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Discussion Starter #1
Took my front coil spring out to cut but then realized both ends have a pretty flat box end. Can i cut this spring? If i cut the bottom will it stay seated properly? I understand there are better ways to lower a car a couple inches just curious if others have cut theirs.
 

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You need to cut the tangential end which is the top and is located/indexed by the upper spring cup. The bottom of the spring needs to remain fairly flat or the perch will rock over to the longer side/tail end of the spring in an exaggerated way and make it difficult to install and seat properly.
 

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Discussion Starter #5
I hear ya nova thug but both ends are not tangential. Someone else on here wrote that when they cut the top they couldnt get the cup to sit right in the shock tower .It would sit cockeyed.Right now my top and bottom are pretty flat. You cut the top and had no issues? I'd basically create a tangential end. Just making sure thatd be safe.
 

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When I got my 64 the passenger side spring was installed upside down and the spring would be plucked like a guitar string by the inside edge of the bump stop when the suspension cycled enough to move the spring.. I didn’t know what was wrong with it till I pulled it apart and compared it to the driver side which did not behave this was. This is when I cut my springs down. I wasn’t sure how they were supposed to go together so a bit of trial an error made it clear to me that the tangential end needed to go up and the flatter end sat on the perch.. Otherwise I’d be back to playing the guitar..:D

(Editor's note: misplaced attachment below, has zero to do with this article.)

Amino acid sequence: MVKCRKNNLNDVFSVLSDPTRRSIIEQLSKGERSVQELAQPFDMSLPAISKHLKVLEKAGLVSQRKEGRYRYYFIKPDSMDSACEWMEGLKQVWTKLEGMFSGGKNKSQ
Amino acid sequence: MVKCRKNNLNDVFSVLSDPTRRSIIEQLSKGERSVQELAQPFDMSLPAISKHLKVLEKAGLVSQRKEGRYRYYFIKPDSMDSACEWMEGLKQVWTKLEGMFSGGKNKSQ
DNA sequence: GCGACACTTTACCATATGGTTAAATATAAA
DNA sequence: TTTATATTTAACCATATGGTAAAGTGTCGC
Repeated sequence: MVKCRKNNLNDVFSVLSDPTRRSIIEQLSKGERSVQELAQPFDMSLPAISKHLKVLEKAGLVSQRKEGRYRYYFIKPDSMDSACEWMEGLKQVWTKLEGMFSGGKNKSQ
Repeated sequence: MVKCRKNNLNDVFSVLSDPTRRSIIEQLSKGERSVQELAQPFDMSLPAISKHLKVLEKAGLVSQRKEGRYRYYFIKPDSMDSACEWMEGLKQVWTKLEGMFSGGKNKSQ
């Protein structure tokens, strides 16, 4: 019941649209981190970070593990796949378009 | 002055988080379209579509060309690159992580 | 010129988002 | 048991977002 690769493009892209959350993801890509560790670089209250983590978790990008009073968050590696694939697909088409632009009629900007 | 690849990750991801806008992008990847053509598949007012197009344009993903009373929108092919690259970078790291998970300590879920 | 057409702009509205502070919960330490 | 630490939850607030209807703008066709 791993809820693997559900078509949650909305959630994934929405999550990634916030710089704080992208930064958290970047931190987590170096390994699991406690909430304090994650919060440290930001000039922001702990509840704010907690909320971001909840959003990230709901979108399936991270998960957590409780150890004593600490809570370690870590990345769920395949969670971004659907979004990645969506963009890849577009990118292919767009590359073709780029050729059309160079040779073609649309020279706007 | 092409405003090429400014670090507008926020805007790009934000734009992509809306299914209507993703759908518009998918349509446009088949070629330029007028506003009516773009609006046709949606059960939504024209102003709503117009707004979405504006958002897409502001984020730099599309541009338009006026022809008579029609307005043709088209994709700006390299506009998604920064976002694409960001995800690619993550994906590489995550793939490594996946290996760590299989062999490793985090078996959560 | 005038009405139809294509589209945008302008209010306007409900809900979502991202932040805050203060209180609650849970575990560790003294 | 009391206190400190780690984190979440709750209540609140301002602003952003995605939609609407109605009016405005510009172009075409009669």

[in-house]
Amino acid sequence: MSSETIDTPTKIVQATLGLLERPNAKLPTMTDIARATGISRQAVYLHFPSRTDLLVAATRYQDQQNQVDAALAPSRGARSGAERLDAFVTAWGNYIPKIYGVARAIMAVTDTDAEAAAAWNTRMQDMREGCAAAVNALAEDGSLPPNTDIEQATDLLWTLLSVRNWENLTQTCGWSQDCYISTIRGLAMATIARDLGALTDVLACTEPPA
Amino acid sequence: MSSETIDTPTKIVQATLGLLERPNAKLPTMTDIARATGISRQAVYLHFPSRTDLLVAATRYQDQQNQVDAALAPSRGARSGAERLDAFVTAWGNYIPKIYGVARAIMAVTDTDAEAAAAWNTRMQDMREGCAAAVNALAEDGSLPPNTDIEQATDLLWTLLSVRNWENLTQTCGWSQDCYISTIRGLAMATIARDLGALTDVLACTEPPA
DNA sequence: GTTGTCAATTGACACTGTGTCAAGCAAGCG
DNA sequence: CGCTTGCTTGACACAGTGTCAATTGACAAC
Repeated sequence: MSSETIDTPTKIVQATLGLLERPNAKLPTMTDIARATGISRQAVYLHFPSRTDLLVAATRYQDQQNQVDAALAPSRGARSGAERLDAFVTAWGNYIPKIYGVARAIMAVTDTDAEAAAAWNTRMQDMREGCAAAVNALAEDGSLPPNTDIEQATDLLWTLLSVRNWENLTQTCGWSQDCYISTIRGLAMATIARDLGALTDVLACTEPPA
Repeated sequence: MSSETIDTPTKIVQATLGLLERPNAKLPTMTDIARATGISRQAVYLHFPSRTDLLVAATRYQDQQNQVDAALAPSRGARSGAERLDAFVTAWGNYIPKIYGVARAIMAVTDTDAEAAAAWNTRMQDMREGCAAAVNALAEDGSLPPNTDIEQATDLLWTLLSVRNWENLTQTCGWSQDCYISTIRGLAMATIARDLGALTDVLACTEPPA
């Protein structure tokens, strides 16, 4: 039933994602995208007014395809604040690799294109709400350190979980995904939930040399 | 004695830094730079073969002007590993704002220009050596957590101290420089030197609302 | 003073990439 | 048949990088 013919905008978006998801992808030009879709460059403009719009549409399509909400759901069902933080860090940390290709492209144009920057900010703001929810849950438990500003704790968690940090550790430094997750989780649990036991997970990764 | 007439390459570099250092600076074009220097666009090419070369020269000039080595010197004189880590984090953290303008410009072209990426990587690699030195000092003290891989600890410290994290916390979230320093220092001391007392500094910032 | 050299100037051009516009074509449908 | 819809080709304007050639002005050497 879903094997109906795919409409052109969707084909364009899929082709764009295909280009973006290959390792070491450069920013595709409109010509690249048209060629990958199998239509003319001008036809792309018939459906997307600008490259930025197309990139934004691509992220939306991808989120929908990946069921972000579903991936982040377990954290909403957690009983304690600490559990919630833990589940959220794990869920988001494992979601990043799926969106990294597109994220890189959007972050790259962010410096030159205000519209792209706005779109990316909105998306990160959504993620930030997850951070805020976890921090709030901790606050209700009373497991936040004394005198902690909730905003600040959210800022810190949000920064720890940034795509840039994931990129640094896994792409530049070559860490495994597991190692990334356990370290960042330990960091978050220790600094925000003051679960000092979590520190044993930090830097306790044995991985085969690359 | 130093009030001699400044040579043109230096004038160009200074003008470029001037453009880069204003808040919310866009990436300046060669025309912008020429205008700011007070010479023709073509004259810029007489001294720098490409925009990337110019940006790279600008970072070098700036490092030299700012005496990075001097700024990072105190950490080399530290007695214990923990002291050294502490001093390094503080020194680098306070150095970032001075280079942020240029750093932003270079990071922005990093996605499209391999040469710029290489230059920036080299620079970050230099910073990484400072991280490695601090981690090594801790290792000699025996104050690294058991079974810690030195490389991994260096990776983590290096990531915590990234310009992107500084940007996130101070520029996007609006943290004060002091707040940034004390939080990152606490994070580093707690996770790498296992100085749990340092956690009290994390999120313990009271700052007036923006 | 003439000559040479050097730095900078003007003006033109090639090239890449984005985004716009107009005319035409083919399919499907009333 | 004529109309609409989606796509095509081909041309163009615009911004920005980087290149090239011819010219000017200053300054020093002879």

After I put it all back together, I had no more problems with regards to the springs. This was done in June of 2017 with no problems to this date..

I worked on getting the toe in adjusted centering the steering wheel and drove it around for a weekend but I just couldn’t get it to stay aligned. The strut rod bushings were toast and I figured control arm bushings were probably not great either and the ball joints should be replaced.. So I went with a mini subframe kit which prettty much replaces all that and improves the front ends ability to stay aligned..
 

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Discussion Starter #8
I cant tell by your picture but assuming theres a "flat" end and a tangential end? Put the flat end in the bottom?
 

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I cant tell by your picture but assuming theres a "flat" end and a tangential end? Put the flat end in the bottom?
It’s impossible to tell which end was cut on his spring.. A spring shop cut them for him and they could have made the end flat again as that is how they appear in his picture.

I used a cut off wheel to cut mine. My springs were tangential on one end and flat on the other. The flat end goes on the perch.. There is a locating tab on ore side of the perch which is located towards the engine. There is a spring cup under in the tower which has a locating tab that pokes through the top of the spring tower. Both of these tabs index your spring and keep it located. When you have your springs out look at how the cut ends of the spring are clocked.. Mine were timed at 6 and 12 o’clock.. The lower flat end of the spring is at 12 o’clock on the perch and the upper tangential end is at 6 o’clock in the spring cup..

It is possible that you could have a quarter turn springs which puts the upper end at 3 or 9 o’clock.. If you look at the top of your upper spring tower you can tell where the tab pokes through. There are two sets of tab alignment holes. Regardless of which spring orientation you have, you can really only take one complete coil off of your springs as the clocking needs to be the same. If you take two coils off you’ll be riding on your bump stops..
 

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